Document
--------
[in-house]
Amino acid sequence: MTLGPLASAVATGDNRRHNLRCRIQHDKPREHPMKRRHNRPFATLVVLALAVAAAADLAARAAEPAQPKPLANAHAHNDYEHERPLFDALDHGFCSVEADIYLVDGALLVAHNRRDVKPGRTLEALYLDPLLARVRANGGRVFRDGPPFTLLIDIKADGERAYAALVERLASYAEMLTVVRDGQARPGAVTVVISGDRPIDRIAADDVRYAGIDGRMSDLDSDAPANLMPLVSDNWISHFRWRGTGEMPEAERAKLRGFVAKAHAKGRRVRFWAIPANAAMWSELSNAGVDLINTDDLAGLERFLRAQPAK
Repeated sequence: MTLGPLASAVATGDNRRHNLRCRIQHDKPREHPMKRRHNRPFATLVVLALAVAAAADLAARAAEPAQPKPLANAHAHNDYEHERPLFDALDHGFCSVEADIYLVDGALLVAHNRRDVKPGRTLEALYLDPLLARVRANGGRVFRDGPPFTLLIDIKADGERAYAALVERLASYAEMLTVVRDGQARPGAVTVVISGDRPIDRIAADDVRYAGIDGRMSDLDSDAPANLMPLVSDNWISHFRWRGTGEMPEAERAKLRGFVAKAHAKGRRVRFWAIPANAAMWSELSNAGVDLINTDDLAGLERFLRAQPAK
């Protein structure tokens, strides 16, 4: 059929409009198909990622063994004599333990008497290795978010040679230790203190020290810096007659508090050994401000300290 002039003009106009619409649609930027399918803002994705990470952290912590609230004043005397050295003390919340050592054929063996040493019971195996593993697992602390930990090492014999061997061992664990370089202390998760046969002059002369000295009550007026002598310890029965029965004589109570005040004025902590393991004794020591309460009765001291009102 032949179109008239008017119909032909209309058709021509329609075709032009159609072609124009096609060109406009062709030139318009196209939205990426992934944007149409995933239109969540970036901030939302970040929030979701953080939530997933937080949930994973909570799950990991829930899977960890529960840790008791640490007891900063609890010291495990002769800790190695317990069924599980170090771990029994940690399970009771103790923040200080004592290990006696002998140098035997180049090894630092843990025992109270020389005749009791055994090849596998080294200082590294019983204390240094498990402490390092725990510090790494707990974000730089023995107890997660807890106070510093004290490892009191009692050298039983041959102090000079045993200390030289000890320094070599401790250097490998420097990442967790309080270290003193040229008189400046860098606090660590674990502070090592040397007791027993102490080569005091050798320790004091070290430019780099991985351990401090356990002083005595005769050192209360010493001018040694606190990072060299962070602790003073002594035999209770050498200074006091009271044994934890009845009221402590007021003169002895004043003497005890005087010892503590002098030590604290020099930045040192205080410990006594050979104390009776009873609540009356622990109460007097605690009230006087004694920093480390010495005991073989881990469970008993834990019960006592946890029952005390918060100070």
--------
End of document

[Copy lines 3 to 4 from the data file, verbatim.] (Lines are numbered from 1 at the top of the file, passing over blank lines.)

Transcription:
Repeated sequence: MTLGPLASAVATGDNRRHNLRCRIQHDKPREHPMKRRHNRPFATLVVLALAVAAAADLAARAAEPAQPKPLANAHAHNDYEHERPLFDALDHGFCSVEADIYLVDGALLVAHNRRDVKPGRTLEALYLDPLLARVRANGGRVFRDGPPFTLLIDIKADGERAYAALVERLASYAEMLTVVRDGQARPGAVTVVISGDRPIDRIAADDVRYAGIDGRMSDLDSDAPANLMPLVSDNWISHFRWRGTGEMPEAERAKLRGFVAKAHAKGRRVRFWAIPANAAMWSELSNAGVDLINTDDLAGLERFLRAQPAK
């Protein structure tokens, strides 16, 4: 059929409009198909990622063994004599333990008497290795978010040679230790203190020290810096007659508090050994401000300290 002039003009106009619409649609930027399918803002994705990470952290912590609230004043005397050295003390919340050592054929063996040493019971195996593993697992602390930990090492014999061997061992664990370089202390998760046969002059002369000295009550007026002598310890029965029965004589109570005040004025902590393991004794020591309460009765001291009102 032949179109008239008017119909032909209309058709021509329609075709032009159609072609124009096609060109406009062709030139318009196209939205990426992934944007149409995933239109969540970036901030939302970040929030979701953080939530997933937080949930994973909570799950990991829930899977960890529960840790008791640490007891900063609890010291495990002769800790190695317990069924599980170090771990029994940690399970009771103790923040200080004592290990006696002998140098035997180049090894630092843990025992109270020389005749009791055994090849596998080294200082590294019983204390240094498990402490390092725990510090790494707990974000730089023995107890997660807890106070510093004290490892009191009692050298039983041959102090000079045993200390030289000890320094070599401790250097490998420097990442967790309080270290003193040229008189400046860098606090660590674990502070090592040397007791027993102490080569005091050798320790004091070290430019780099991985351990401090356990002083005595005769050192209360010493001018040694606190990072060299962070602790003073002594035999209770050498200074006091009271044994934890009845009221402590007021003169002895004043003497005890005087010892503590002098030590604290020099930045040192205080410990006594050979104390009776009873609540009356622990109460007097605690009230006087004694920093480390010495005991073989881990469970008993834990019960006592946890029952005390918060100070």